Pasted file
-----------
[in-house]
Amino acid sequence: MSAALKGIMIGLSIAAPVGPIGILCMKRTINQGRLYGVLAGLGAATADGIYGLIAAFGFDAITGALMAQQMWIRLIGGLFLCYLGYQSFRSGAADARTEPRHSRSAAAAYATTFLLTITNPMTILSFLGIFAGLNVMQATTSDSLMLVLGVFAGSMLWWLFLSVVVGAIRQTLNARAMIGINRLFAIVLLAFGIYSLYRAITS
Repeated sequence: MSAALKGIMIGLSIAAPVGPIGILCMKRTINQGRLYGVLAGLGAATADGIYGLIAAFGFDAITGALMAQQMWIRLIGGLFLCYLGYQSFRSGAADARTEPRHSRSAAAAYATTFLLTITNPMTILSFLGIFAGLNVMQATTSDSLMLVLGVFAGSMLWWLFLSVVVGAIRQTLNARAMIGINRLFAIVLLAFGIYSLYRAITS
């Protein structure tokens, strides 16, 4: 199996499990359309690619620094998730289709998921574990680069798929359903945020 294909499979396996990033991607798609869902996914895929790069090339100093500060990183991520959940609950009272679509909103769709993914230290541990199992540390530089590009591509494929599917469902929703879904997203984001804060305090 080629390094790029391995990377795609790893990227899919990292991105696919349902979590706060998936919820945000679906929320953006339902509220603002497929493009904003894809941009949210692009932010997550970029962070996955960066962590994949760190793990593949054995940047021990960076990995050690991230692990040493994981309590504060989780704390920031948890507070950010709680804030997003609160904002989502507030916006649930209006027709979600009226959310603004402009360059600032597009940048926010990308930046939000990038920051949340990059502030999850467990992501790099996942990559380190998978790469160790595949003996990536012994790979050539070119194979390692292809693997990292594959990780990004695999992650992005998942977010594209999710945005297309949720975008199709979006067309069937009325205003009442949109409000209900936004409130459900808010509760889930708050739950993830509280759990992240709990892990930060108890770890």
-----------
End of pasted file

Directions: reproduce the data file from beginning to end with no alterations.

[in-house]
Amino acid sequence: MSAALKGIMIGLSIAAPVGPIGILCMKRTINQGRLYGVLAGLGAATADGIYGLIAAFGFDAITGALMAQQMWIRLIGGLFLCYLGYQSFRSGAADARTEPRHSRSAAAAYATTFLLTITNPMTILSFLGIFAGLNVMQATTSDSLMLVLGVFAGSMLWWLFLSVVVGAIRQTLNARAMIGINRLFAIVLLAFGIYSLYRAITS
Repeated sequence: MSAALKGIMIGLSIAAPVGPIGILCMKRTINQGRLYGVLAGLGAATADGIYGLIAAFGFDAITGALMAQQMWIRLIGGLFLCYLGYQSFRSGAADARTEPRHSRSAAAAYATTFLLTITNPMTILSFLGIFAGLNVMQATTSDSLMLVLGVFAGSMLWWLFLSVVVGAIRQTLNARAMIGINRLFAIVLLAFGIYSLYRAITS
């Protein structure tokens, strides 16, 4: 199996499990359309690619620094998730289709998921574990680069798929359903945020 294909499979396996990033991607798609869902996914895929790069090339100093500060990183991520959940609950009272679509909103769709993914230290541990199992540390530089590009591509494929599917469902929703879904997203984001804060305090 080629390094790029391995990377795609790893990227899919990292991105696919349902979590706060998936919820945000679906929320953006339902509220603002497929493009904003894809941009949210692009932010997550970029962070996955960066962590994949760190793990593949054995940047021990960076990995050690991230692990040493994981309590504060989780704390920031948890507070950010709680804030997003609160904002989502507030916006649930209006027709979600009226959310603004402009360059600032597009940048926010990308930046939000990038920051949340990059502030999850467990992501790099996942990559380190998978790469160790595949003996990536012994790979050539070119194979390692292809693997990292594959990780990004695999992650992005998942977010594209999710945005297309949720975008199709979006067309069937009325205003009442949109409000209900936004409130459900808010509760889930708050739950993830509280759990992240709990892990930060108890770890």